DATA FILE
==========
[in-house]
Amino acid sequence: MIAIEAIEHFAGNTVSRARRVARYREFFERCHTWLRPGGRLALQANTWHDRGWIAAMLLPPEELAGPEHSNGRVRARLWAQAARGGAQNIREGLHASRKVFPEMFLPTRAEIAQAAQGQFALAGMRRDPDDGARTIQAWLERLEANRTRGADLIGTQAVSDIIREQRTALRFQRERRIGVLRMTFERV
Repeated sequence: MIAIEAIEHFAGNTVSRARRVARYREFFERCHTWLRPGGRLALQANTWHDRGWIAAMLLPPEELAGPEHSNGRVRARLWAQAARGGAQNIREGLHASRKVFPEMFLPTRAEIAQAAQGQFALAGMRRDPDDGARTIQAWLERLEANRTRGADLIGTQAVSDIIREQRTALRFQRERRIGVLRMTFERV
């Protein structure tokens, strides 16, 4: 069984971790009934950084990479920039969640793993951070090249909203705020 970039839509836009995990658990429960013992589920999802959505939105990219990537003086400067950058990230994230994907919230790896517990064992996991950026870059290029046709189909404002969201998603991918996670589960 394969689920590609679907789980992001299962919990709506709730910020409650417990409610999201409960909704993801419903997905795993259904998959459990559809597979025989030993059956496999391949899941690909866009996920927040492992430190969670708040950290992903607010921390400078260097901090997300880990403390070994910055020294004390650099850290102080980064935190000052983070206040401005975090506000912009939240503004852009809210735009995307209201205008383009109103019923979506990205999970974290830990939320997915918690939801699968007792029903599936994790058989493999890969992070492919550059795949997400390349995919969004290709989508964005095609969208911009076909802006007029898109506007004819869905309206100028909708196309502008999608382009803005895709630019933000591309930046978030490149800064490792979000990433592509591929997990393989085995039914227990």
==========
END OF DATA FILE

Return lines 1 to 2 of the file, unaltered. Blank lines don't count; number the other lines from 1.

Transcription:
[in-house]
Amino acid sequence: MIAIEAIEHFAGNTVSRARRVARYREFFERCHTWLRPGGRLALQANTWHDRGWIAAMLLPPEELAGPEHSNGRVRARLWAQAARGGAQNIREGLHASRKVFPEMFLPTRAEIAQAAQGQFALAGMRRDPDDGARTIQAWLERLEANRTRGADLIGTQAVSDIIREQRTALRFQRERRIGVLRMTFERV